9 NEW HOT SPOTS
Emerging highlights beyond South America’s traditional tourist trail
1 KUELAP, PERU
The ancient walled city of Kuelap, billed as “the Machu Picchu of the north”, is three times as old as Peru’s more famous ancient city. Yet Kuelap has largely remained off the tourist trail – until now. Dating back to 6AD, the site encompasses the ruins of more than 400 buildings perched 3000m above sea level. Thanks to a new cable car opened last year, the mountainous site is now easily accessible, with tourism tipped to take off. Be quick if you want to experience the site while it’s still relatively quiet.
2 SANTIAGO, CHILE
With a population of seven million, Santiago is one of South America’s biggest cities, but for years it’s been overshadowed by its betterknown neighbours. Not anymore. With Chile named Lonely Planet’s No. 1 destination to visit in 2018 and National Geographic listing Santiago, the underrated city has hit the spotlight. It now rivals Buenos Aires as the destination of choice for discerning travellers, with a thriving foodie and arts scene. The city’s ripe for sightseeing, with its spectacular backdrop of the Andes and a recently relaunched cable car providing easy
access to its most scenic point, Cerro San Cristobal – which, with its 14m Virgin Mary statue, is billed as Santiago’s answer to Rio de Janeiro’s iconic Christ the Redeemer.
3 CANO CRISTALES, COLOMBIA
One of the world’s most spectacular natural wonders, Cano Cristales is also known as the five coloured river, thanks to a unique plant that transforms the river into a brilliant, changing rainbow of colour between June and December. For years, the stunning site was off-limits as Colombia struggled with conflict. In recent years, however, the river has reopened to tourists – and as the country puts its troubled past behind it, Colombia is becoming a tourist hot spot, with international travel up 20 per cent last year. Still, Cano Cristales’ remote location (access is from La Macarena, a flight away from Bogota) means it’s unlikely to be overrun with tourists any time soon.
4 TRANCOSO, BRAZIL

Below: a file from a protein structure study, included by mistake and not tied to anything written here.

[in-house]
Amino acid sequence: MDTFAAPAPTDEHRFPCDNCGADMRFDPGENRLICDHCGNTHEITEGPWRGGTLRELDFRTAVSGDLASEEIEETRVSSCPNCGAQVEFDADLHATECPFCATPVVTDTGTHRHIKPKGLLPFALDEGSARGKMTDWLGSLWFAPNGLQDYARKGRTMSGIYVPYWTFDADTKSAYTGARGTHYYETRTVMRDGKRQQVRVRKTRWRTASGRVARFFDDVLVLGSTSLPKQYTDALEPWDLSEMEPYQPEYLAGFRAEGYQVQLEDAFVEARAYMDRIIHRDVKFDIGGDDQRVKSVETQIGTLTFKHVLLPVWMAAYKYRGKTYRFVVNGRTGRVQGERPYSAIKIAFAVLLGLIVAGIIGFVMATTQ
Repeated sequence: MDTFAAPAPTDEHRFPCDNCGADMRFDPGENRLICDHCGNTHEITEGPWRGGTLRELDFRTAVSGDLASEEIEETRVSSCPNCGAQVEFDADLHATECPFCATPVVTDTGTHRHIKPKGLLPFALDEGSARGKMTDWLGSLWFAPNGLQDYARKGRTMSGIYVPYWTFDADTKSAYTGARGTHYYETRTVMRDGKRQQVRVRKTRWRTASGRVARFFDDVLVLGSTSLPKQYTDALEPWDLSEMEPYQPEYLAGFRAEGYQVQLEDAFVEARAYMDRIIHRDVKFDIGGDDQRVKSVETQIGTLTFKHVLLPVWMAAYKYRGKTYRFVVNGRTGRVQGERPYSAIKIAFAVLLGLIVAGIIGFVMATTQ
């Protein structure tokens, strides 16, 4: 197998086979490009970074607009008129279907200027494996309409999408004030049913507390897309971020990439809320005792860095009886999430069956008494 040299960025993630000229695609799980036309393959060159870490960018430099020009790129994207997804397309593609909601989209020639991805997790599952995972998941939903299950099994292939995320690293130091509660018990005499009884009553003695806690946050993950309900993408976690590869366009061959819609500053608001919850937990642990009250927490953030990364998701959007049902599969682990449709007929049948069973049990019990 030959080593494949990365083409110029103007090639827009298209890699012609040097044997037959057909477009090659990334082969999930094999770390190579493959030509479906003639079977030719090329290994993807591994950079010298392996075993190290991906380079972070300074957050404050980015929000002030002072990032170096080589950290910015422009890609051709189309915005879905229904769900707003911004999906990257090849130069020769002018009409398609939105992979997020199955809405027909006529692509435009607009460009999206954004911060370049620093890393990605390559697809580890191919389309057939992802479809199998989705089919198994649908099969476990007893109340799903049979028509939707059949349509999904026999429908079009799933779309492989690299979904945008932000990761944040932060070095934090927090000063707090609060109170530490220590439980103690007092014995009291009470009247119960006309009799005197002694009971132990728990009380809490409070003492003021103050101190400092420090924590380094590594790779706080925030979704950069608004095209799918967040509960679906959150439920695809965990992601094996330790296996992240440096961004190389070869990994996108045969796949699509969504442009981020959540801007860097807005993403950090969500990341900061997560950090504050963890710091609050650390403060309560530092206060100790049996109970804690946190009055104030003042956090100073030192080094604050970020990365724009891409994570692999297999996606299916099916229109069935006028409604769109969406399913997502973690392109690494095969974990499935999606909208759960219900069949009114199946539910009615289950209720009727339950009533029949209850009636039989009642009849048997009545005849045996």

It’s hardly news that Brazil’s beaches are its top attraction, but these days savvy travellers are exploring more than Rio’s tourist haunts of Copacabana and Ipanema. Northeastern Brazil’s beautiful Bahia
region was named as one of Lonely Planet’s top regions to visit in 2018. And perhaps Bahia’s hottest spot is Trancoso, a beach town with a hippie vibe that has seen it dubbed Brazil’s best undiscovered beach town. In recent years, the town’s most stylish hotel, Uxua – owned by fashion designer Wilbert Das – has been luring the world’s beautiful people, and last year its latest swish new villa saw it hot-listed by New York Times.
5 JUJUY, ARGENTINA
This striking mountain region in northwest Argentina has been largely overlooked by travellers, until now. National Geographic ranks it among the best trips to take in 2018, while Rough Guides describes the provincial capital, San Salvador de Jujuy, as “up-and-coming”. The region’s most dramatic sight is Cerro de los Siete Colores (hill of seven colours), a geological marvel formed over millions of years. Argentinian travel is all the more enticing this year, with the exchange rate moving in Aussie travellers’ favour.
6 KAIETEUR FALLS, GUYANA
When it comes to South American waterfalls, Iguazu hogs the limelight. But, if you prefer your
natural wonders without the tourist hordes, then Kaieteur Falls is a powerful contender. This is no smalltime waterfall – it’s considered the world’s largest single drop waterfall by volume, and is four times the height of Niagara Falls, so perhaps the most remarkable thing about it is that it has kept such a low profile. But with Guyana listed on several emerging destination hot lists in recent years, that looks set to change. Deep in the rainforest, Kaieteur Falls is accessible via a five-day boat and hiking tour or by fly-in day tour.
7 ISLA DE LA PLATA, ECUADOR
The Galapagos Islands are as renowned for being expensive to tour as they are for their extraordinary wildlife. But few have even heard of the remote island group’s more accessible, far less expensive rival – Isla de La Plata. Just off mainland Ecuador, the uninhabited island attracts many of the same birds, such as blue-footed boobies and Galapagos albatross, and is surrounded by coral reef that attracts manta rays, tropical fish and turtles. Time it right and you’ll also see migrating whales. A day trip to the island costs about $50, compared to the thousands you’d spend on a Galapagos adventure.
8 HUACACHINA, PERU
Appearing like a mirage from the desert, Huacachina is the literal embodiment of an “emerging destination”. The stunning oasis, five hours south of Lima, is a must-visit for adventure travellers and rates among the world’s top up-and-coming destinations. Popular among wealthy Peruvians in the 1940s, with its lagoon thought to have healing powers, the oasis was abandoned for years before being “rediscovered” in the 1990s. Not surprisingly, with all that sand around, Huacachina’s main attractions are sandboarding and dune buggy rides.
9 MOON VALLEY, BOLIVIA
Bolivia is perhaps best known for its eerily beautiful salt flats, Salar de Uyuni, but visitors don’t have to venture far beyond the city of La Paz to find another lesser-known otherworldly attraction. Moon Valley – a series of dramatic lunar-esque rock formations that are the result of erosion – is 10km from downtown La Paz. The city, one of South America’s rising stars, was named one of the best value destinations in the world this year. At less than $3 to visit, Moon Valley is a prime example of its budget-friendly delights.